Have you ever been with someone when you are both seeing the same event, yet come away with two completely different interpretations of what you just saw? Debates are a common example when both sides’ supporters watch the same argument and both claim victory and that the other side is misinformed. Debates aren’t the only time this occurs, though.

In my upcoming book, “The Deep See”, I talk about a picture I often use in my classes to help students see how different their perspectives can be. In the picture, a cat is looking at a mirror in which it sees its reflection as a tiger. I ask the students to interpret what they are seeing, experiencing and feeling as they look at the picture. Inevitably, the responses widely vary.

What can cause people to see the same thing yet see it so differently? The answer is perspective. We all view things through our own filters which have been defined over the course of our lifetimes. Our upbringing, culture, religion (or lack thereof), political views, our work experience and even our mood at that moment shape what we see, how we feel and what we interpret.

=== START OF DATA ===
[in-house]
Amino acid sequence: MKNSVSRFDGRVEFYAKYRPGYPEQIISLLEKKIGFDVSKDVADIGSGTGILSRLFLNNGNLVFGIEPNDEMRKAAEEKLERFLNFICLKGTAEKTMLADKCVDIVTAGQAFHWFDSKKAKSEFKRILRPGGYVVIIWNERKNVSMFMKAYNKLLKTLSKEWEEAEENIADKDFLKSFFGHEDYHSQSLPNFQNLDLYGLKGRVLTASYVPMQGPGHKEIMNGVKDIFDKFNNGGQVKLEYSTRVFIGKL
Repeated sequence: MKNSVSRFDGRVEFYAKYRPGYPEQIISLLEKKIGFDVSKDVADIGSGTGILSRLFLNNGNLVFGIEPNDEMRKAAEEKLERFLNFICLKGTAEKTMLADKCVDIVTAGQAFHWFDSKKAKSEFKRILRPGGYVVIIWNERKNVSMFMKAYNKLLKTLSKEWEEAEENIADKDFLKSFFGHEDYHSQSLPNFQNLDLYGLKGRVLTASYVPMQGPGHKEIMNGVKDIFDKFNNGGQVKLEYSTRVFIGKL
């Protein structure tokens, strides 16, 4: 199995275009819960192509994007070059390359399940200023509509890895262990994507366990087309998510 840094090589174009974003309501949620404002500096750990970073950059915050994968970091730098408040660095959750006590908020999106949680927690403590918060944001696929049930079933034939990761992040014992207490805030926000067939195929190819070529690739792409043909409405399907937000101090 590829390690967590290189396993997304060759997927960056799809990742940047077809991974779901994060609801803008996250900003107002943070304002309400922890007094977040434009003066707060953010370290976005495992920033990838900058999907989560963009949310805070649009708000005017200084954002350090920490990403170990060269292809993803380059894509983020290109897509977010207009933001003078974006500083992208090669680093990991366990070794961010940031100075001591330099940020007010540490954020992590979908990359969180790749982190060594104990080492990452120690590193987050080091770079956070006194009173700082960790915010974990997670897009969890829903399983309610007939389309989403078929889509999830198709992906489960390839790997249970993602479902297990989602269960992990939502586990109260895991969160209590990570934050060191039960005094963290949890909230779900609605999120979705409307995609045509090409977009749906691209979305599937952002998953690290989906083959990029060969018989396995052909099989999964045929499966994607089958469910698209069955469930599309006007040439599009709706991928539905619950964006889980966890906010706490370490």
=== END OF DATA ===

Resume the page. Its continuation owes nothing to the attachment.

As we look at the cat and tiger picture, some see a kitten with big aspirations, others see the kitten’s vision for what he wants to be when he grows up, yet someone else may see delusion. Some see a cat looking at a tiger, yet others see it looking at a lion, because they prefer attributes possessed by lions. Even narrowing in on the tiger’s eyes, some see wisdom, some see kindness and some see tiredness, while others see sadness.

Listening to others’ perspectives is often very telling, because we all tend to project our life views into the sights we see and the experiences we have. By analyzing our own answers to what we see, we will often gain clues to what is abundant or missing in our own lives.

So, are you seeing what you think you are seeing? Yes! Just remember you are not seeing things from an unfiltered perspective, which means you may not be seeing the same thing as the person standing next to you.